Transcendental idealism : an original interpretation (thesis)
As Paul Guyer and Allen Wood note in the preface to their translation of Kant's Critique of Pure Reason, "within a few years of the publication of his Critique of Pure Reason in 1781, Immanuel Kant (1724-1804) was recognized by his contemporaries as one of the seminal philosophers of modern times -- indeed as one of the great philosophers of all time." As Guyer and Wood also note, "to tell the whole story of the book's influence would be to write the history of philosophy since Kant." However, in spite of (or perhaps because of) this fact, Kant's philosophy is also highly controversial, especially his doctrine of transcendental idealism (hereafter abbreviated as TI). Indeed, as Henry Allison notes in his seminal work, Kant's Transcendental Idealism, "in spite of some sympathy shown in recent years for a vaguely Kantian sort of idealism or, better, anti-realism . . . Kant's transcendental idealism proper, with its distinction between appearances and things in themselves, remains highly unpopular." I hold that this is a great injustice. It is the goal of this essay to go beyond the immediate historical interpretation of what Kant believed his theory to be, in order to present an interpretation of TI that not only accomplishes the goals Kant set for his theory, but is also both philosophically plausible and relevant to contemporary discussion. [From the Introduction]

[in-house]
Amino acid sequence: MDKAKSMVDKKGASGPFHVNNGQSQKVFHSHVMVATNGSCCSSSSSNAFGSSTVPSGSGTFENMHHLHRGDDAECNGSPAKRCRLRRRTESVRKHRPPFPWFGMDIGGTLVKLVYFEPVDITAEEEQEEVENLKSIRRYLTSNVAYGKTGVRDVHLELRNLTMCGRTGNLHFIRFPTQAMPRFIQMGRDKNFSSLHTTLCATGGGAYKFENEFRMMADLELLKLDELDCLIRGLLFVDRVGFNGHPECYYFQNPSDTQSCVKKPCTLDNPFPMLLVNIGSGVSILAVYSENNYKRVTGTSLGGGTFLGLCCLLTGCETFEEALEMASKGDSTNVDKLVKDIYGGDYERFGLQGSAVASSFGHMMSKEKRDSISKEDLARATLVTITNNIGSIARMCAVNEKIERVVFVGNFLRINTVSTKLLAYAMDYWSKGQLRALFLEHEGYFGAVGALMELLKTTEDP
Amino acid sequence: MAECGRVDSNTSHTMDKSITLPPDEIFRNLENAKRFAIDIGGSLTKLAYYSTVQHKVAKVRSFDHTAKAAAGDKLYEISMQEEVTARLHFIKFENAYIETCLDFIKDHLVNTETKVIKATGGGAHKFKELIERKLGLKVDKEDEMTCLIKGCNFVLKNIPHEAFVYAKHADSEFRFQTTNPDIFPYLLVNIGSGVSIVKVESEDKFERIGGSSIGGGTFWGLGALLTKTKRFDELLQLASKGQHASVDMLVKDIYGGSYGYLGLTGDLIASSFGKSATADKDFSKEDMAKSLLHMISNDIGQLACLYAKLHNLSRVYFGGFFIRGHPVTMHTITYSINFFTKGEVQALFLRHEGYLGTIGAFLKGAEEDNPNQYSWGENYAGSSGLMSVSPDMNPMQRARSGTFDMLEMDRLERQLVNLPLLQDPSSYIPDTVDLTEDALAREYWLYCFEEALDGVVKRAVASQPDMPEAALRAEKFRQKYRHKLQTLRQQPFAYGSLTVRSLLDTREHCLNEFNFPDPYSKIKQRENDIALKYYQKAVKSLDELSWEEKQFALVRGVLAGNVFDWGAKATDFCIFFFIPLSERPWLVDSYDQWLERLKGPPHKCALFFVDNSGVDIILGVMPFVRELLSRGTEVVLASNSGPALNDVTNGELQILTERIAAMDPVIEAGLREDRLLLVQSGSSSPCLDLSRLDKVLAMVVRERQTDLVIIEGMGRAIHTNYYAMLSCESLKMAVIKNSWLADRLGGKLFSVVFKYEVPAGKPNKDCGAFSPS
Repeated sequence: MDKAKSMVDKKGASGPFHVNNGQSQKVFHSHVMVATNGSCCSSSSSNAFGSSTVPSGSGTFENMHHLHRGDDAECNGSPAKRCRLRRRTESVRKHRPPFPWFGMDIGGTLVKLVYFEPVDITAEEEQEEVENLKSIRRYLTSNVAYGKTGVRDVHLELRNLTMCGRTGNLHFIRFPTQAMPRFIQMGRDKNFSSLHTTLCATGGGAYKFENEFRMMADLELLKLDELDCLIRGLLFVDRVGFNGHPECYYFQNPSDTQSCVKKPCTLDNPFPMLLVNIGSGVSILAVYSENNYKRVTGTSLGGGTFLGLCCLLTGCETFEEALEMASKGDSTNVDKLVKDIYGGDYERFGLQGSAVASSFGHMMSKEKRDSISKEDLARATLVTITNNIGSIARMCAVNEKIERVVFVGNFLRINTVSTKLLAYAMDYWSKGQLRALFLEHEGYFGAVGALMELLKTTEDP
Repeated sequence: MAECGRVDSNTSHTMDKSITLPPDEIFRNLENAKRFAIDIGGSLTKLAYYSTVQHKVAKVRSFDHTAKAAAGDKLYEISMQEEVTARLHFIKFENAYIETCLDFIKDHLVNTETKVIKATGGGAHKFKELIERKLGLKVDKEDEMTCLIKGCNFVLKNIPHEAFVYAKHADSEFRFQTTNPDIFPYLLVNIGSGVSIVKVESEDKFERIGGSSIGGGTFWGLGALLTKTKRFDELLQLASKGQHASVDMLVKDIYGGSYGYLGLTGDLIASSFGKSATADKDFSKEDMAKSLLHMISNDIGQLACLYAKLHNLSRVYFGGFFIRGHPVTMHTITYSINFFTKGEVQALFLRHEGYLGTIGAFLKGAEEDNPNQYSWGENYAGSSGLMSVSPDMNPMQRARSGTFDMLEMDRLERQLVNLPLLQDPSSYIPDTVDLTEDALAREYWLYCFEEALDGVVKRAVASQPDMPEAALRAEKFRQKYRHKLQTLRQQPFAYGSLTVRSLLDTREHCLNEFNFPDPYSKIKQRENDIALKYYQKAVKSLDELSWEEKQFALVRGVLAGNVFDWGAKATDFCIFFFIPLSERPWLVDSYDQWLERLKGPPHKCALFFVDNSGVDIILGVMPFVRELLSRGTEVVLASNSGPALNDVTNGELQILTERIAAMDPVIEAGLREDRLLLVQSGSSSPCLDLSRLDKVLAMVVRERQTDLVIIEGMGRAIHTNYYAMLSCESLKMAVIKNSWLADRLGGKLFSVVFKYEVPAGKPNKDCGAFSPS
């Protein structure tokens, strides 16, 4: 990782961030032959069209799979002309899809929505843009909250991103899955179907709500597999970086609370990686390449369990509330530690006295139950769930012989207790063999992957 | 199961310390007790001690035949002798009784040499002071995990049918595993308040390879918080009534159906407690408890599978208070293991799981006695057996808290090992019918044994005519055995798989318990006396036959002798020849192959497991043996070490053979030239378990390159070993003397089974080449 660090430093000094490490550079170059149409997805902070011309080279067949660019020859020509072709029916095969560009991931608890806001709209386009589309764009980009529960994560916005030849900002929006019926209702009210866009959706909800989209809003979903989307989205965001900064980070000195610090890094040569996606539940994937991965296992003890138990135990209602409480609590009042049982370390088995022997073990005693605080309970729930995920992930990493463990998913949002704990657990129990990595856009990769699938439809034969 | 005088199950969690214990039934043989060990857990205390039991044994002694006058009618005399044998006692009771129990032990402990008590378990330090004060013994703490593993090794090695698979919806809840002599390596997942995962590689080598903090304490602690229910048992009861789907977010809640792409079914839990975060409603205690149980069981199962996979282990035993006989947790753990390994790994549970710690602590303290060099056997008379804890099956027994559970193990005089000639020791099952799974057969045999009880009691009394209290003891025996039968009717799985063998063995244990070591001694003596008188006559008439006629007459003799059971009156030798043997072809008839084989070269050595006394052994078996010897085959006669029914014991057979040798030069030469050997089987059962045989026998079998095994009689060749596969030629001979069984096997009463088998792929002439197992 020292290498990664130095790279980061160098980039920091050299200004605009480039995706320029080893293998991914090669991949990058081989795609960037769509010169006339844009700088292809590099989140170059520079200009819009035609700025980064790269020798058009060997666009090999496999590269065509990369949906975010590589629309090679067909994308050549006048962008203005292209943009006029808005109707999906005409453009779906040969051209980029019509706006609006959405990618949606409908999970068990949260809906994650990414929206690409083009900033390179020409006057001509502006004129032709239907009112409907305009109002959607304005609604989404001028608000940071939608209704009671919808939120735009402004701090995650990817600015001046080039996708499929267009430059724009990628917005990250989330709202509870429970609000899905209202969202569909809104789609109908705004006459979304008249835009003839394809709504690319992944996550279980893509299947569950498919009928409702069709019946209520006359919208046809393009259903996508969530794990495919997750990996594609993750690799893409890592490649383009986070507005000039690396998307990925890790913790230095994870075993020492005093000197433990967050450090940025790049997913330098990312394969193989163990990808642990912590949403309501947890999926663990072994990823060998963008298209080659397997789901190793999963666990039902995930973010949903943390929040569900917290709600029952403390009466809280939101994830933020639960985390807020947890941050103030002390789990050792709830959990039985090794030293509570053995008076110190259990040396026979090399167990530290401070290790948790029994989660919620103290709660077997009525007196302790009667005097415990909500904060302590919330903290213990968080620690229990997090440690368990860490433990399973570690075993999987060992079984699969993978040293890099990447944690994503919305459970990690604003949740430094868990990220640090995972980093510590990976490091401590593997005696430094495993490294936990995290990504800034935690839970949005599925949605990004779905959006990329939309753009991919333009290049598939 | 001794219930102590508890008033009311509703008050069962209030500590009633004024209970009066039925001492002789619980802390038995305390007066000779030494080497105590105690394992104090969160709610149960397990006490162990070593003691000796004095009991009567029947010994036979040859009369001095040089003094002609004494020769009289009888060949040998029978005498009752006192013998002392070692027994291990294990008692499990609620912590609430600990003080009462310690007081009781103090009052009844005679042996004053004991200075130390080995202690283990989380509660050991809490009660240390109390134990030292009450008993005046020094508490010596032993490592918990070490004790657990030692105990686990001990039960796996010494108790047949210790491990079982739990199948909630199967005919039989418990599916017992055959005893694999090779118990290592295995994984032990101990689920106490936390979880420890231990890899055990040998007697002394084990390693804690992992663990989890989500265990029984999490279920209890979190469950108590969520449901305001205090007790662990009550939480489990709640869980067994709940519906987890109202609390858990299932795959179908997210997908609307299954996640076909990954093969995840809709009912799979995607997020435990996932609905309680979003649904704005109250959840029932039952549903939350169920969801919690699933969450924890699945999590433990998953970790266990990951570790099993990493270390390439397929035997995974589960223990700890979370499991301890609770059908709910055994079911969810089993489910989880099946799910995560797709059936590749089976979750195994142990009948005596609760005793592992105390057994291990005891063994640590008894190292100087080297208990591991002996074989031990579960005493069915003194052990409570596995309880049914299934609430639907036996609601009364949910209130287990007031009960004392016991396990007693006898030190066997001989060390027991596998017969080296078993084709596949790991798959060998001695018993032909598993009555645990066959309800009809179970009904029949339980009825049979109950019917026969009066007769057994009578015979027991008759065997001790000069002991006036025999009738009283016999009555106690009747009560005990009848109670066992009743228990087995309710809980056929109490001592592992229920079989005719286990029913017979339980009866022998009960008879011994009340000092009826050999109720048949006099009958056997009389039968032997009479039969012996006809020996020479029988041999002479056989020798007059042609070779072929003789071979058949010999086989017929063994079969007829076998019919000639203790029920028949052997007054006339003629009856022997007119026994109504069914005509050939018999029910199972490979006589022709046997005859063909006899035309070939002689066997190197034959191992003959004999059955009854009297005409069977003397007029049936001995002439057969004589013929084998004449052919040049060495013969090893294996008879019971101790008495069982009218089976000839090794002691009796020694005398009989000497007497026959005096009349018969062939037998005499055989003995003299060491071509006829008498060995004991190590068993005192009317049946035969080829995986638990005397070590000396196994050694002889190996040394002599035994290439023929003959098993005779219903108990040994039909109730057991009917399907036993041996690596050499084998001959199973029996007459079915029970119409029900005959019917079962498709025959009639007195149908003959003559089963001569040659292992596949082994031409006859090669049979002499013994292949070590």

Thesis; [FULL-TEXT RESTRICTED TO WASHINGTON AND LEE UNIVERSITY LOGIN]Shea Salisbury Musgrave is a member of the Class of 2011 of Washington and Lee University.
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